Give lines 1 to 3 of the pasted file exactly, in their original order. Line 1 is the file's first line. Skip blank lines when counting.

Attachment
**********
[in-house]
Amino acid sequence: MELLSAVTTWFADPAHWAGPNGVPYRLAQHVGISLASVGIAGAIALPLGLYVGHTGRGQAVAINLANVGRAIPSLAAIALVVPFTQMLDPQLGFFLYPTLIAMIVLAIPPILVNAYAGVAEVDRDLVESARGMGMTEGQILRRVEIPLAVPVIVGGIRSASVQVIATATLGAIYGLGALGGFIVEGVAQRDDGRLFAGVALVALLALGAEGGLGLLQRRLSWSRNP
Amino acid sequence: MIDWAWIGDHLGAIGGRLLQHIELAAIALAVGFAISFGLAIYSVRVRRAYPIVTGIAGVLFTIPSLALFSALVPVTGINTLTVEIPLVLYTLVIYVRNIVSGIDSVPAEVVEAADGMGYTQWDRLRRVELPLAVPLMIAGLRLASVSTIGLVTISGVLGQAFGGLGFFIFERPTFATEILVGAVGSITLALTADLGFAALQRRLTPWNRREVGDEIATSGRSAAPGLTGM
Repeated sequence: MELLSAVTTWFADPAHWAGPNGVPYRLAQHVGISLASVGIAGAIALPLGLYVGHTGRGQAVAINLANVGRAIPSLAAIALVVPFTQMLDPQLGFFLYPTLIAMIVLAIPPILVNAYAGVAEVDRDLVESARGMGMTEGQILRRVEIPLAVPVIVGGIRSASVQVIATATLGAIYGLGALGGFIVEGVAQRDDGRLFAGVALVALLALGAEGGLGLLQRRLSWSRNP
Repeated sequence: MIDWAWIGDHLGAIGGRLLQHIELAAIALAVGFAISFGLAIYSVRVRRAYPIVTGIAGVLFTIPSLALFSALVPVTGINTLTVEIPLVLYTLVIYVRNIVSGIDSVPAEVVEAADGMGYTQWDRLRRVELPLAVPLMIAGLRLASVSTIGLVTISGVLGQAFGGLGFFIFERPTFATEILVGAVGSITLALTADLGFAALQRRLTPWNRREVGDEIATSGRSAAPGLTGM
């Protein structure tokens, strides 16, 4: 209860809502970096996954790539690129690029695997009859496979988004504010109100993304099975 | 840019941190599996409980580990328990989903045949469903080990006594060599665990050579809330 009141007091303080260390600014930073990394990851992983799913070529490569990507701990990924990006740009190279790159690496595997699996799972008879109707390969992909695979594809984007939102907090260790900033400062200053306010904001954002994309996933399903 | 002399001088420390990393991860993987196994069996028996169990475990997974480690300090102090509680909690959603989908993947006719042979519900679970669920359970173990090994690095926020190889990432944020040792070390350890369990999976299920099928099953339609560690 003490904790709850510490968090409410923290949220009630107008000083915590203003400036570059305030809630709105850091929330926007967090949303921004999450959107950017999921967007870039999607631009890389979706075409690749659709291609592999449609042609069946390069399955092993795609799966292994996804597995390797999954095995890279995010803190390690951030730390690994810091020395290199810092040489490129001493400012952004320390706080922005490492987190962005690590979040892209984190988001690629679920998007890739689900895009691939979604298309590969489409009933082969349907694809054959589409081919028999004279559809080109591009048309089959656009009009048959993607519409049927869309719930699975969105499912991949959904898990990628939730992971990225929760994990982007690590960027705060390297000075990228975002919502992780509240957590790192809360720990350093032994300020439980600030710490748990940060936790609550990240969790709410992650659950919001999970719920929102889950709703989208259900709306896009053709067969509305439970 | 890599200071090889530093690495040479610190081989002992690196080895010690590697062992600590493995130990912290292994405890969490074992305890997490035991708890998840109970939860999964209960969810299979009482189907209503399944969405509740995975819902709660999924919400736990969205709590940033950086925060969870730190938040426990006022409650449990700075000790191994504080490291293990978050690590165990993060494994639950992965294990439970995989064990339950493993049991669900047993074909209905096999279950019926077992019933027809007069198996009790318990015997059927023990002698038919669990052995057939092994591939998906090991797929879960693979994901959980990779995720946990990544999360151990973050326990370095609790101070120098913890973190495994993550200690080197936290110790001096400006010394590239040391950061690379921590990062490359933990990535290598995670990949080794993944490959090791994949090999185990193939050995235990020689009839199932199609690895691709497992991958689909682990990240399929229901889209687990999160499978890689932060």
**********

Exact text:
[in-house]
Amino acid sequence: MELLSAVTTWFADPAHWAGPNGVPYRLAQHVGISLASVGIAGAIALPLGLYVGHTGRGQAVAINLANVGRAIPSLAAIALVVPFTQMLDPQLGFFLYPTLIAMIVLAIPPILVNAYAGVAEVDRDLVESARGMGMTEGQILRRVEIPLAVPVIVGGIRSASVQVIATATLGAIYGLGALGGFIVEGVAQRDDGRLFAGVALVALLALGAEGGLGLLQRRLSWSRNP
Amino acid sequence: MIDWAWIGDHLGAIGGRLLQHIELAAIALAVGFAISFGLAIYSVRVRRAYPIVTGIAGVLFTIPSLALFSALVPVTGINTLTVEIPLVLYTLVIYVRNIVSGIDSVPAEVVEAADGMGYTQWDRLRRVELPLAVPLMIAGLRLASVSTIGLVTISGVLGQAFGGLGFFIFERPTFATEILVGAVGSITLALTADLGFAALQRRLTPWNRREVGDEIATSGRSAAPGLTGM